Chronic kidney disease occurs when one suffers from gradual and usually permanent loss of kidney function over time. This happens gradually, usually months to years.
Chronic kidney disease is divided into five stages of increasing severity. The term “renal” refers to the kidney, so another name for kidney failure is “renal failure.” Mild kidney disease is often called renal insufficiency. With loss of kidney function, there is an accumulation of water; waste; and toxic substances, in the body, that are normally excreted by the kidney. Loss of kidney function also causes other problems such as anemia, high blood pressure, acidosis (excessive acidity of body fluids), disorders of cholesterol and fatty acids, and bone disease.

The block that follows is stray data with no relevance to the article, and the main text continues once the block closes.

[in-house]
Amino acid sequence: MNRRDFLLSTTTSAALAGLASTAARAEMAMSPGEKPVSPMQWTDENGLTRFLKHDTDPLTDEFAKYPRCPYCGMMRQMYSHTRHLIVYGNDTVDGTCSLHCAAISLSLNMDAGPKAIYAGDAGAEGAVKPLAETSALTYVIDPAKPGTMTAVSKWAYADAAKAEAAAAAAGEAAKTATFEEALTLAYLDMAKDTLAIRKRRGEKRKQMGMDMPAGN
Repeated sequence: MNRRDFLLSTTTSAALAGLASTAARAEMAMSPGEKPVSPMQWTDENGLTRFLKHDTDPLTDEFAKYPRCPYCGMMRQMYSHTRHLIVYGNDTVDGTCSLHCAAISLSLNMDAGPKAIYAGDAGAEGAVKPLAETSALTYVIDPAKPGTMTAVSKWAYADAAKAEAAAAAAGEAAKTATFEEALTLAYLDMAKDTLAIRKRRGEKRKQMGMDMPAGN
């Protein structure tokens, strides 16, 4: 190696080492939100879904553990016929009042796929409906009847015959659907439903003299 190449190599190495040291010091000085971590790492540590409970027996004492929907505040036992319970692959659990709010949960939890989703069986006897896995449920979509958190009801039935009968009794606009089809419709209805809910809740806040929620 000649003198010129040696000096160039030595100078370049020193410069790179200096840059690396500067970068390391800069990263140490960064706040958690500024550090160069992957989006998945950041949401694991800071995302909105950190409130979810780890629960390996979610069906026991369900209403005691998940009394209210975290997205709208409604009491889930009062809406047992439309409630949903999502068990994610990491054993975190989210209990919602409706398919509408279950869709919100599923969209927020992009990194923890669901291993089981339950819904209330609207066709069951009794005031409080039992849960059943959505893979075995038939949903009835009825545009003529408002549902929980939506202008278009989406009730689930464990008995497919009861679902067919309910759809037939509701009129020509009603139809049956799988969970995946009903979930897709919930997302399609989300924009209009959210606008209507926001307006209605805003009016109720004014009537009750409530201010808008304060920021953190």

Other causes of chronic kidney disease include:
If you have any of the following conditions, you are at higher-than-normal risk of developing chronic kidney disease. Your kidney functions may need to be monitored regularly.